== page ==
Posts tagged #weightloss

Why I Threw Out My Scale (Plus 3 More Gentle Ways to Measure Progress as You Heal Your Relationship with Food)

Earlier this year, I was reenergized to clean up my apartment by watching the Netflix series “Tidying Up” with Japanese decluttering expert Marie Kondo.  If you’ve ever spent time decluttering, you’d know that the hardest thing can be getting rid of the things to which we have emotional attachment.

To counteract this phenomena, Marie has her clients do one two things:

1) Pick up the item and hold it in their hands

2) Ask themselves: “Does this bring me joy?”

I love this question because a simple “Yes” or “No” answer helps you bypass the emotional attachment to make a clear decision on whether or not to keep something.

As I picked up the scale that had been sitting in my bathroom for years.  Immediately, I was taken back to the memories I had with this item. For years, when I was dieting and struggling with food, I remember feeling anxious and excited each morning when my my internal dialogue would go something like:

“I’ve been so good this week…. I’m soooo gonna see the numbers go down…. Oh wait, let me pee first so that doesn’t mess up the number”  (If that’s TMI for you, sorry I’m not sorry :P)

From here, one of two things would happen

SCENARIO 1

If the scale went down, I would rejoice!!!  “YES, my efforts are paying off!!”  Then, I’d go through my day feeling proud, confident, and excited.  

SCENARIO 2

  If the scale went up, (which inevitably it would at times due to hormonal fluctuations, water weight, etc.)  I would feel devastated and proclaim to myself: “Why bother?  I’m going to be fat forever!”  The saddest part of this is that this type of thinking would often lead me to eat emotionally.   I was victim to the dieting mentality. Studies do show that dieters can often be triggered to overeat emotionally by having a bad scale day.  What a crazy, insidious cycle!!!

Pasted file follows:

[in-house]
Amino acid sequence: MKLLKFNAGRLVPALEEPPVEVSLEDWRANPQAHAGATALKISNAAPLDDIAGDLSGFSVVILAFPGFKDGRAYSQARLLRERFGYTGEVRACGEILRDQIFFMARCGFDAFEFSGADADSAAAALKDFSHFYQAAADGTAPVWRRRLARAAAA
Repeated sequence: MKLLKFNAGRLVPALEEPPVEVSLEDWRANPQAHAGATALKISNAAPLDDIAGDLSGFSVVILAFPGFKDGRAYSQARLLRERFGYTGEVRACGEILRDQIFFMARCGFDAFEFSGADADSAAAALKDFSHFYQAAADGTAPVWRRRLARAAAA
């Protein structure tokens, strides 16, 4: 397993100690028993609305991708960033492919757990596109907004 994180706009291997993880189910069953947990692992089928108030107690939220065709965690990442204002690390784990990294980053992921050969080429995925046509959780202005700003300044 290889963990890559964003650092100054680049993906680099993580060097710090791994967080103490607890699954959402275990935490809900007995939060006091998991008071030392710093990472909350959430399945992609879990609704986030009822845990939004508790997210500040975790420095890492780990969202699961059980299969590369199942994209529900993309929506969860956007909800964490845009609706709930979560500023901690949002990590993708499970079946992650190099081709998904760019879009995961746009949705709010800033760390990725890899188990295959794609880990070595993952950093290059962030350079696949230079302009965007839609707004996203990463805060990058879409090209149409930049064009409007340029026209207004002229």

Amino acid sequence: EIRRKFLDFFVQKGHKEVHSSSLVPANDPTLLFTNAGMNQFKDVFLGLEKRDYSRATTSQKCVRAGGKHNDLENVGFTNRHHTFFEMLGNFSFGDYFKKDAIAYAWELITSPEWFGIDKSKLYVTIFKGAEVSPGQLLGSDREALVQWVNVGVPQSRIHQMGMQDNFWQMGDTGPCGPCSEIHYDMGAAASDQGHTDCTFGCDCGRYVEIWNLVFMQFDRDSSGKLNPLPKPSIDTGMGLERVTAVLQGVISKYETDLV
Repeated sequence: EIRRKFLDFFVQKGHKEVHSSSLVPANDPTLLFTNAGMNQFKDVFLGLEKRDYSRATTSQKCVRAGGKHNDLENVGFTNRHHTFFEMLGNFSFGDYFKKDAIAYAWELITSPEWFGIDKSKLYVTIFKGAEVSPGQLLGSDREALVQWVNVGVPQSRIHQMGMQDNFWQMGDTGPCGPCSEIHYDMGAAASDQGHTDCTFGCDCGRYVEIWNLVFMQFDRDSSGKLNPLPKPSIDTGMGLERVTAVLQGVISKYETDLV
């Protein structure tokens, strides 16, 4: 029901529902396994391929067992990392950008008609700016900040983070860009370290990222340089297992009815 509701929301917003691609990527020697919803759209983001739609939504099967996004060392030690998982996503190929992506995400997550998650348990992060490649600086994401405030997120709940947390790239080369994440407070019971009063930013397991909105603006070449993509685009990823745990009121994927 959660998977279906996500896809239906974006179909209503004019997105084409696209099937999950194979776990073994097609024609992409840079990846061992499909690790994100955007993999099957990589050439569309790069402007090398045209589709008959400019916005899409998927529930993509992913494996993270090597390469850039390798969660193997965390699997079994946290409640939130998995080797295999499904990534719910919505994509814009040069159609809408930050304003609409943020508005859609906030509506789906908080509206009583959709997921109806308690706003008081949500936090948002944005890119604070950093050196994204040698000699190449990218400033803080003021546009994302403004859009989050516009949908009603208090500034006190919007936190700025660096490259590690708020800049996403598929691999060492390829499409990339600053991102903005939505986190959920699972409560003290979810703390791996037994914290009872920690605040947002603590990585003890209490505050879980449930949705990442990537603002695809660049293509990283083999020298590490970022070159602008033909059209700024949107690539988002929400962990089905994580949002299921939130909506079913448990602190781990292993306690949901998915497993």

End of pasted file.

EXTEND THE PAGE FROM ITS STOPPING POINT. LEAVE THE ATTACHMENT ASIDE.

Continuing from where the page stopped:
Returning back to the present day, with the scale still in my hand, the clear answer was, “No, this doesn’t bring me joy.”  Since making peace with food and quitting dieting, I also realized that the scale had been collecting dust since I hadn’t even used the scale in a few years…  So into the Goodwill donation box it went...

While the scale can be useful for certain things (weighing your luggage or for people who can be completely objective about the numbers), for me and my clients, it would set off a cycle of self-loathing and sometimes binging.  So if you you are all like me or my clients, I invite you to let go of what’s not working for you and what is not bringing you joy. There plenty of options to measure your progress in a way that is more gentle and useful for the long-term.  

Why I threw out my scale.png

So if you’re ready to ditch the scale, here are 3 More Gentle Ways to Measure Your Progress

  1. By your choices - Perhaps you decided this week you’d cut your sugar intake in half and did that consistently for the week.  Excellent! That’s amazing progress and will lead to the external results you are looking for. Or perhaps like a client of mine, you practice different mindfulness tools and measure your progress by how often you practice...then soon realize that your binges are getting smaller or have disappeared!

  2. How your clothes feels - Perhaps you have a particular skirt or pair of jeans that is a bit more snug.  You can use this as a more gentle way to check in with how you’re doing in your efforts.

  3. Tune into how your body feels - Weight loss isn’t everything.  After all, have you met people who have lost weight but feel miserable?  After your efforts, do you feel more energetic? More calm minded and centered?  Celebrate those internal wins because they are what will keep you going.  

I’d love to know your thoughts! What tip resonated most with you? Please comment below!

The Connection Between Sleep, Binge Eating & Weight Gain

**BEEP BEEP BEEP**

“UGHH…” I thought to myself… ” After more seconds, my boyfriend then proceeded to climb over me to turn off the alarm that was meant to signal it was time for me to get up.

Even this morning, I had planned to get up early to blog and work on some items for my clients but after realizing the even the caffeine from my boyfriend’s Chai Tea wasn’t helping, I soon realized how sleep deprived I was and that I had been staying up late for combination of things this week, including but not limited to dance classes, hanging out with my boyfriend, watching countless videos on Instagram, and binge watching the entire 3rd season of “Stranger Things” (yes, so guilty here, even coaches have things they can consistently improve upon!)

I know for a fact that when I don’t get enough sleep, I’m less productive with work, make poorer decisions, and find myself in more mind-numbing situations, such as scrolling through Facebook or watching hours of TV.  Lack of sleep just seems to compound on itself… You feel so tired that you’re less efficient, meaning you may stay up later to get something done or get more distracted, and hence continues the cycle of feeling like *SHIT*.  (Also, have you ever thought to yourself, if someone says to you, “You look tired.. That they’re actually saying you look like SHIT?” Anyways, I digress :D ...).